History of Missing Linck
No, there is not a typo in the name of our festival. It gets its name from German immigrants Frank and Joseph A. Linck. The Linck brothers opened a brewery in Over-the-Rhine in 1855, with lagering cellars next to Findlay Market. The brewery closed in 1860, but because lagering cellars were in short supply, the Linck cellars were rented by a collection of the city's best brewers. Windisch & Muhlhauser, Christian Moerlein, Jackson Brewery, Kauffman Brewery, Sohn Brewery, and Schaller & Gerke all aged their beers in the Linck cellars. The history of the site then gets murky and the sub-basement lagering cellars were eventually sealed off and forgotten.
The Linck Brewery cellars were rediscovered by accident in 2016. This happens. It's kind of a Cincinnati thing. What made this rediscovery different was an in-tact pre-Prohibition wooden fermenting tank that had sat dormant for generations in the dark silence of these abandoned cellars. In 2017, notorious local beer historian Michael D. Morgan, Urban Artifact brewmaster and co-owner Bret Kollmann Baker, and head brewer Josh Elliott headed into the cellars, where the Artifact team collected dozens of swabs of surfaces inside the vat and its spigots. Although unlikely, Artifact was hoping to find a yeast that they could make a beer with, probably something wild. Something much more incredible happened instead.
The F&JA Linck lagering cellars and fermenter in 2017.
Swabs were placed in jars of wort as they were collected, sealed, then permitted to sit for several months. Many showed no sign of fermentation. Others were fermenting but the flavor was terrible, and some had become vile jars of black bacterial goo. A few were promising, and ONE produced something as unlikely as winning the lottery.
Three samples were sent to Omega Yeast Labs in Chicago, and the brewers at Artifact learned that they had found a saccharomyces cerevisiae -- beer yeast!
We will never know the full story of this yeast's origin. It may have been left in the tank from a pre-Prohibition brew. More likely, it may be residue from a Prohibition-era bootlegger's batch of beer, wine or whiskey mash. Regardless of the specifics, this yeast defied all odds of survival on its journey to producing the first batch of Missing Linck beer in 2019.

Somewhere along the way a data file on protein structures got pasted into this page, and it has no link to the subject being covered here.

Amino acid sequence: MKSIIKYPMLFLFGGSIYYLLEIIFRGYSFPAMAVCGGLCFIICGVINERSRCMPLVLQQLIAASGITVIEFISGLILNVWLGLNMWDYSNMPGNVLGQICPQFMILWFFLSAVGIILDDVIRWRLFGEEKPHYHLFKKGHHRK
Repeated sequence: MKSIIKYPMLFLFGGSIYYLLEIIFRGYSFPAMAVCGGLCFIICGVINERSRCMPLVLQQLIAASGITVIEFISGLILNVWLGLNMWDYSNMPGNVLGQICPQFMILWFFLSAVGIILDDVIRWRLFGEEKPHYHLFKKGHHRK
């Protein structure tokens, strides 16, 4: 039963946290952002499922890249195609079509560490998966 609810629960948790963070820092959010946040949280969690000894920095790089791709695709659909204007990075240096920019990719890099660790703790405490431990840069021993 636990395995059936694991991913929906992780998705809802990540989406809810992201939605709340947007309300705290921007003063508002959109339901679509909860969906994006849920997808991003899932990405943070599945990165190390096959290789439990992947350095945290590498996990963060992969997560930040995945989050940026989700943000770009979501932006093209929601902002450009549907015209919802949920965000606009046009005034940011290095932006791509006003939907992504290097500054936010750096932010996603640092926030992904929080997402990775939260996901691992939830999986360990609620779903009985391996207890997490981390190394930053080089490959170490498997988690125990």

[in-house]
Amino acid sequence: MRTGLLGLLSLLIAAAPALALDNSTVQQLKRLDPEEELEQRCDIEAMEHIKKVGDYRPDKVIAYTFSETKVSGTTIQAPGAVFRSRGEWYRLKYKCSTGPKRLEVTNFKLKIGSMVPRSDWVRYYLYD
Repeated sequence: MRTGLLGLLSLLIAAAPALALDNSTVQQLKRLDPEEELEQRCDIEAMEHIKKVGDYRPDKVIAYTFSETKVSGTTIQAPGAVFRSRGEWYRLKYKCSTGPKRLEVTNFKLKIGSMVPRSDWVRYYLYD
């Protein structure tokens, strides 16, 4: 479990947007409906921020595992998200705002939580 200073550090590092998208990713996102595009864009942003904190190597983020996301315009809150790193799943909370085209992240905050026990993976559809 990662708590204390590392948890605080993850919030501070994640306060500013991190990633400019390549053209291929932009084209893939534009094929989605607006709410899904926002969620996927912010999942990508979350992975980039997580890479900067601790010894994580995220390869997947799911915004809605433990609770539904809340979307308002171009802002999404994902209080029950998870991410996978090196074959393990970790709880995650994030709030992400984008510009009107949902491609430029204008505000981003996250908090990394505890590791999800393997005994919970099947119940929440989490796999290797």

Mike Morgan, Josh Elliott and Bret Kollmann Baker taste mostly disgusting samples of potential yeast strains.
Missing Linck Day
Due to Linck's role in Cincinnati's brewing past, along with the mysterious nature of the yeast found in the Linck cellars, Urban Artifact decided that Missing Linck Yeast should be given to Cincinnati as a living piece of our collective history. City Councilman Chris Seelbach introduced a resolution, and City Council unanimously voted to declare June 1, 2019 Missing Linck Day in the City of Cincinnati.
Artifact then asked some of their fellow brewers to make their own, unique variations of Missing Linck, beers of any style that all use Cincinnati's historic Missing Linck Yeast. This produced the first Missing Linck Festival in 2020! It was a HUGE success, where hundreds-of-thousands of people crowded together, laughed and all individually agreed that it was the best time that any of them had at an event in their lifetimes.
OK, that last part didn't happen. Instead, there was a global pandemic, blah, blah, blah, and the first Missing Linck Festival had to be cancelled. Missing Linck Festival 2021 will occur in a toned-down, socially distanced world, but it will still be the first year when local brewers make a collection of great beers featuring the miraculously undead yeast; and the first year of bigger things to come.
In 2017, 7/79 Video Productions followed Bret, Mike and the Artifact team into the F & JA Linck lagering cellars to chronicle an unlikely attempt at harvesting yeast. As a result, the journey from a crazy idea to a great pint of beer was captured in this short documentary film.